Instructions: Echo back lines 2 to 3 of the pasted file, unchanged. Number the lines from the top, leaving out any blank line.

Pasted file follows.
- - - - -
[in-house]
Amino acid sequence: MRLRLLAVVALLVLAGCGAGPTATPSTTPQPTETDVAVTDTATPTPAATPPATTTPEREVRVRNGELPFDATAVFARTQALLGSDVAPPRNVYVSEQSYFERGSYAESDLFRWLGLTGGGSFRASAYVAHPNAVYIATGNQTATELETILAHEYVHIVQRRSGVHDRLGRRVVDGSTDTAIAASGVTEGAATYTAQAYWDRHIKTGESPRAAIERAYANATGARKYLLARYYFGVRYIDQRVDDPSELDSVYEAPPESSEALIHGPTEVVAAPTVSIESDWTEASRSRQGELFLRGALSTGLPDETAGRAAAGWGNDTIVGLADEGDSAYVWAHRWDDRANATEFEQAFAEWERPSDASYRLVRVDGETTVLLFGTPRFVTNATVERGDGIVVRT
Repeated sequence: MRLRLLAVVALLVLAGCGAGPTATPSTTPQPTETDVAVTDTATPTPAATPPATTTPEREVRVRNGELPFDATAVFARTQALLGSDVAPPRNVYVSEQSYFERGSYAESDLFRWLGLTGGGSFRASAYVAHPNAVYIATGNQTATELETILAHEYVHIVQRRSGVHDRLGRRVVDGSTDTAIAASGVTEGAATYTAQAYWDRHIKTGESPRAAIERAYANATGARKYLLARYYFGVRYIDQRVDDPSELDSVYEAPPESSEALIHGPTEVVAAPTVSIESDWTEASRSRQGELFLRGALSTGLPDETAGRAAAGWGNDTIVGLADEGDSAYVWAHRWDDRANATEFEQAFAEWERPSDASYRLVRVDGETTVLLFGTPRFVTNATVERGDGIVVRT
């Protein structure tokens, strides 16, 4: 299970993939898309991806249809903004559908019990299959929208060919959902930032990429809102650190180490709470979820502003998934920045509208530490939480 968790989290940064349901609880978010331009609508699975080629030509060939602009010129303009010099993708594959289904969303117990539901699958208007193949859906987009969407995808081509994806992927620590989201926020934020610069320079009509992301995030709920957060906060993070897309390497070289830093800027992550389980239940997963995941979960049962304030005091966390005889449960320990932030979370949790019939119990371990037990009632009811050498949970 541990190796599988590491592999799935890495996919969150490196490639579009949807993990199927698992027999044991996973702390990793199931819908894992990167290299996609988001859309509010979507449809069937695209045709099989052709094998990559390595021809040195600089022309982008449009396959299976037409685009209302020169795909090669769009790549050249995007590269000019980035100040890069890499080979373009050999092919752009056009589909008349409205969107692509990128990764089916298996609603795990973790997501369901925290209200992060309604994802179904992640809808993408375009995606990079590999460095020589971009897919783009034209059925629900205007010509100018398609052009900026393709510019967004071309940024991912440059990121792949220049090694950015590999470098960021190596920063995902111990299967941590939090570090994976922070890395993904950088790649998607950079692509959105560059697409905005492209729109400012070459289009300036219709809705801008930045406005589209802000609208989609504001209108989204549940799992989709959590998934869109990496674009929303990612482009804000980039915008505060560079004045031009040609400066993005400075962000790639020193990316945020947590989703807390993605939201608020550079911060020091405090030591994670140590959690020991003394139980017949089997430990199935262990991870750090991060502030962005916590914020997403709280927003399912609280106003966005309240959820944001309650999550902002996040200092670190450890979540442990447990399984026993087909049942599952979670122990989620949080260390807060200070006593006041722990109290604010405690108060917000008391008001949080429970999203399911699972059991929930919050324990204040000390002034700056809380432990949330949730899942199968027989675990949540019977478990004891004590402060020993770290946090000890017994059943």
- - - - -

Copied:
Amino acid sequence: MRLRLLAVVALLVLAGCGAGPTATPSTTPQPTETDVAVTDTATPTPAATPPATTTPEREVRVRNGELPFDATAVFARTQALLGSDVAPPRNVYVSEQSYFERGSYAESDLFRWLGLTGGGSFRASAYVAHPNAVYIATGNQTATELETILAHEYVHIVQRRSGVHDRLGRRVVDGSTDTAIAASGVTEGAATYTAQAYWDRHIKTGESPRAAIERAYANATGARKYLLARYYFGVRYIDQRVDDPSELDSVYEAPPESSEALIHGPTEVVAAPTVSIESDWTEASRSRQGELFLRGALSTGLPDETAGRAAAGWGNDTIVGLADEGDSAYVWAHRWDDRANATEFEQAFAEWERPSDASYRLVRVDGETTVLLFGTPRFVTNATVERGDGIVVRT
Repeated sequence: MRLRLLAVVALLVLAGCGAGPTATPSTTPQPTETDVAVTDTATPTPAATPPATTTPEREVRVRNGELPFDATAVFARTQALLGSDVAPPRNVYVSEQSYFERGSYAESDLFRWLGLTGGGSFRASAYVAHPNAVYIATGNQTATELETILAHEYVHIVQRRSGVHDRLGRRVVDGSTDTAIAASGVTEGAATYTAQAYWDRHIKTGESPRAAIERAYANATGARKYLLARYYFGVRYIDQRVDDPSELDSVYEAPPESSEALIHGPTEVVAAPTVSIESDWTEASRSRQGELFLRGALSTGLPDETAGRAAAGWGNDTIVGLADEGDSAYVWAHRWDDRANATEFEQAFAEWERPSDASYRLVRVDGETTVLLFGTPRFVTNATVERGDGIVVRT